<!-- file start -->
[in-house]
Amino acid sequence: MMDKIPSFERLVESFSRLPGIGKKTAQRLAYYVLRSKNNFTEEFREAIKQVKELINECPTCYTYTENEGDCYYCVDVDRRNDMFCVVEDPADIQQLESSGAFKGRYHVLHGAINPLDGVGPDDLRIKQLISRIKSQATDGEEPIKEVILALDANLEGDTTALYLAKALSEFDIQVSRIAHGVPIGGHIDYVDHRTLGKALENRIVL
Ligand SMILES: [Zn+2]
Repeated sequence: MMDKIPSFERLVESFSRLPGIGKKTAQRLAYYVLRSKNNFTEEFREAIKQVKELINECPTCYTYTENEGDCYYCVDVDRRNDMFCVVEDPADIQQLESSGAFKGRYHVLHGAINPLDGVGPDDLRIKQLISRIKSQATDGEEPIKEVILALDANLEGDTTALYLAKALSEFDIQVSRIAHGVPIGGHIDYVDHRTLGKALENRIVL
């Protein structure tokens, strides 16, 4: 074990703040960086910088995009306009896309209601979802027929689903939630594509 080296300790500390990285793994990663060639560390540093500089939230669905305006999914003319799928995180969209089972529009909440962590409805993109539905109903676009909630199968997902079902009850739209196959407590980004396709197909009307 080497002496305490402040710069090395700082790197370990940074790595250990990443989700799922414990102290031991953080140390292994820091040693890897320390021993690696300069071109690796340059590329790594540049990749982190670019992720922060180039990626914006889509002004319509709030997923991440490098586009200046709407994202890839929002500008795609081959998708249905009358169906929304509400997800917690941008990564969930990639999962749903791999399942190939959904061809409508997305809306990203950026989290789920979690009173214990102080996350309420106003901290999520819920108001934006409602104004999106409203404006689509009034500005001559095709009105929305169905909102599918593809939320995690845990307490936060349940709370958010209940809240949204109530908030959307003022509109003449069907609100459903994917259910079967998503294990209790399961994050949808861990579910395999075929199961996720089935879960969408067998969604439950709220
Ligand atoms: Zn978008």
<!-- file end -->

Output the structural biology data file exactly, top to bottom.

[in-house]
Amino acid sequence: MMDKIPSFERLVESFSRLPGIGKKTAQRLAYYVLRSKNNFTEEFREAIKQVKELINECPTCYTYTENEGDCYYCVDVDRRNDMFCVVEDPADIQQLESSGAFKGRYHVLHGAINPLDGVGPDDLRIKQLISRIKSQATDGEEPIKEVILALDANLEGDTTALYLAKALSEFDIQVSRIAHGVPIGGHIDYVDHRTLGKALENRIVL
Ligand SMILES: [Zn+2]
Repeated sequence: MMDKIPSFERLVESFSRLPGIGKKTAQRLAYYVLRSKNNFTEEFREAIKQVKELINECPTCYTYTENEGDCYYCVDVDRRNDMFCVVEDPADIQQLESSGAFKGRYHVLHGAINPLDGVGPDDLRIKQLISRIKSQATDGEEPIKEVILALDANLEGDTTALYLAKALSEFDIQVSRIAHGVPIGGHIDYVDHRTLGKALENRIVL
């Protein structure tokens, strides 16, 4: 074990703040960086910088995009306009896309209601979802027929689903939630594509 080296300790500390990285793994990663060639560390540093500089939230669905305006999914003319799928995180969209089972529009909440962590409805993109539905109903676009909630199968997902079902009850739209196959407590980004396709197909009307 080497002496305490402040710069090395700082790197370990940074790595250990990443989700799922414990102290031991953080140390292994820091040693890897320390021993690696300069071109690796340059590329790594540049990749982190670019992720922060180039990626914006889509002004319509709030997923991440490098586009200046709407994202890839929002500008795609081959998708249905009358169906929304509400997800917690941008990564969930990639999962749903791999399942190939959904061809409508997305809306990203950026989290789920979690009173214990102080996350309420106003901290999520819920108001934006409602104004999106409203404006689509009034500005001559095709009105929305169905909102599918593809939320995690845990307490936060349940709370958010209940809240949204109530908030959307003022509109003449069907609100459903994917259910079967998503294990209790399961994050949808861990579910395999075929199961996720089935879960969408067998969604439950709220
Ligand atoms: Zn978008």